8. Thought tobe helpful in the  prevention of many different forms of cancer.

9. It is a natural anti-inflammatory that works as well as many anti-inflammatory drugs but without the side effects.

10. Has been helpful in slowing the progression of multiple sclerosis

11. Is a natural painkiller.

12. May aid in fat metabolism and help in weight management.

13. Has long been used in Chinese medicine as a treatment for depression.

14. Because of its anti-inflammatory properties, it is a natural treatment for arthritis and rheumatoid arthritis.

18. Has been shown to stop the growth of new blood vessels in tumors.

19. Speeds up wound healing

20. May help in the treatment of psoriasis eczema and other  skin conditions.

And here are a few quirky facts about turmeric that I came across! Bet you didn’t know these:

  • A spoonful of turmeric added to the water in water-cooled radiators will stop leaks.
  • Use turmeric to get rid of ants in your garden…. It might leave the garden a nice colour too!
  • Turmeric paste is a home remedy for sunburn and it is also an ingredient in many commercial sunscreens.

Aash e Reshte

Aash e Reshte is a warming, nutritious soup and is totally sumptuous. It’s thick and hearty, just what you need in those cold winter months. It’s usually is made with reshte, a persian noodle which can be bought from any Iranian grocery store. Reshte is however made with wheat flour and if  like me you have Coeliacs disease, substitute the reshte for a gluten-free noodle or spaghetti. It works just as well.

Serves 5-6


  • 400 gr’s of  Reshteh
  • 2 medium  onions
  • 1 bunch of coriander
  • 2 bunches of parsley
  • 2 bunches of spinach
  • 1 bunch of chives
  • 1 bunch of dill
  • 150 gr’s lentils
  • 150  gr’s cannelloni
  • 150  gr’s chick peas
  • 150 gr’s  pinto bean
  • 1 cup Kashk or liquid whey
  • ½ tablespoon turmeric
  • salt and pepper to taste.
  • a dash or two of lime juice ( optional)

and for the garnish

  • 2 tablespoons of fresh or dried mint
  • 2 desert spoons of kashk
  • fried onion


  • Wash all the herbs well, remove the stems and roughly chop
  • chop the onion
  • Use tinned beans or soak the beans in water for at least 2-3 hours before using.


  1. Fry the onion in a little oil and when golden put about half aside, add the turmeric to the rest with  about 4-5 cups of boiling water
  2. Add the lentils and beans, salt and pepper and cook for about 30 mins, until soft.
  3. Add more water as needed
  4. Add the herbs, stir in and cook for a further 15 -20 minutes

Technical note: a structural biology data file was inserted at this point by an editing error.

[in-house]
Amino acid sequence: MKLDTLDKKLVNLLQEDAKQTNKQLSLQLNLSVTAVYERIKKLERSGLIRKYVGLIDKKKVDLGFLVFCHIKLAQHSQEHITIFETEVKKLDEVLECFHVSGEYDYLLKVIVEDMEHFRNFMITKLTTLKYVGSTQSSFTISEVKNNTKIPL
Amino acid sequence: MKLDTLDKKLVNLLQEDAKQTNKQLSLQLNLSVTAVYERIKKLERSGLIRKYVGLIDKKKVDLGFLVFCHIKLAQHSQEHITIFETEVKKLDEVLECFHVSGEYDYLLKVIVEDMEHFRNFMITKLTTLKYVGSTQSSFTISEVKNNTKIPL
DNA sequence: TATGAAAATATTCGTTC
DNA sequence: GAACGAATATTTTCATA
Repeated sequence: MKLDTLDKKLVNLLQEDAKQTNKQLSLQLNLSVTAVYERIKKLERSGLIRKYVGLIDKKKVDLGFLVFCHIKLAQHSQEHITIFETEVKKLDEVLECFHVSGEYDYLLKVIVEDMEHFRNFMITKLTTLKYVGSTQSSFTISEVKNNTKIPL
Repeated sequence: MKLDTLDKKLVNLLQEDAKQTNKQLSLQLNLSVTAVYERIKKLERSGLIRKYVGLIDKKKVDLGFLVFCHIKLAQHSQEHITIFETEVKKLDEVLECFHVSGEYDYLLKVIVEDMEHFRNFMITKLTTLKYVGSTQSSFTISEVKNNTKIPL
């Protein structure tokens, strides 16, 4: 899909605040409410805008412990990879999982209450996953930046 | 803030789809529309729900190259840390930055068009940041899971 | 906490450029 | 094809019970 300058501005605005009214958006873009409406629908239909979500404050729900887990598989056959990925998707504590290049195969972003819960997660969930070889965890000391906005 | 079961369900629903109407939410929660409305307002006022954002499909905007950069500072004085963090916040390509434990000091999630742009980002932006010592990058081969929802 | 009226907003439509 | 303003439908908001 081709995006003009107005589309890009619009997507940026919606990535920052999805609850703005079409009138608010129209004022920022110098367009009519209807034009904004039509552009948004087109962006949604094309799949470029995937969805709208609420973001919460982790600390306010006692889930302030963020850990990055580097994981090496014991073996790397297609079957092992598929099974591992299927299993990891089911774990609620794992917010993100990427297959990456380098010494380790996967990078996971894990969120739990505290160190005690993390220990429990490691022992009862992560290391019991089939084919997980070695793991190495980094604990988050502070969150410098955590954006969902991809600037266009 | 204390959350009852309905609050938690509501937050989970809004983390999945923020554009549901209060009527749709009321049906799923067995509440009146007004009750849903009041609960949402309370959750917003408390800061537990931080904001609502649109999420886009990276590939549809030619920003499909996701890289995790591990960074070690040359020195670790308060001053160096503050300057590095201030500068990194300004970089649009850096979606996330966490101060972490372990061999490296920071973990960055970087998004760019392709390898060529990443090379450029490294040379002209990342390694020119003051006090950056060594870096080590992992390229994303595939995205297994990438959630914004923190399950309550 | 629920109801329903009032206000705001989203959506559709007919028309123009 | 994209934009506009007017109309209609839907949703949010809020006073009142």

5. I add a few dashes of lime juice but this is optional
  6. Add the reshte ( or gluten-free alternative) and leave to simmer until cooked
  7. When cooked remove from heat and stir in the kashk saving  a little for the garnish if you wish.
  8. Pour into a serving dish
  9. Meanwhile take your fresh or dried mint and fry it in a little oil until it goes dark and gently spoon onto the top of the aash.

Now you are ready to serve. Sprinkle or decoratively add the fried onion and mint you put aside earlier on the top.

Khoreshte Karafs or Persian Celery Stew

Khoreshte Karafs is awesome. A great winter warmer and well loved by all, even those who aren’t usually keen on cooked celery. It has a zesty tang from the limes and herbs which is unforgetable. This khoreshte can be made all in one pan and is completely gluten-free.


  • 500 gr’s Lamb diced
  • 2 bunches of celery washed and cut into 2-3 cm length strips. Use the small fresh leaves of the celery and add with the other herbs.
  • 2 large onions sliced
  • 500 gr’s of mint and parsley  or 1 bunch of each chopped
  • 5  teaspoons of lime juice and 2 limu ormani or whole dried limes
  • 1 teaspoon of turmeric
  • Salt and pepper to taste
  • cooking oil


  • Clean and chop the celery and herbs
  • Chop the onions
  • Dice the meat


  1. Gently fry the onions until they become slightly golden
  2. Add the diced lamb and mix with the onions
  3. Add the turmeric, pepper and 1/2 teaspoon of salt
  4. Add a little hot water enough to cover the meat and stir.
  5. Add the lime juice and/ or  limu ormani
  6. Add some more hot water and allow to cook for about 45  minutes.
  7. Add the chopped celery and chopped herbs and stir
  8. Add more hot water if necessary and cook for another 30 minutes. The celery should not become too soft.
  9. You may wish to add a little more lime juice if you like you khoreshte more sour.
  10. When you’re ready to serve, sprinkle a little fresh mint on the top of the khoresht

Serve with polou ( rice).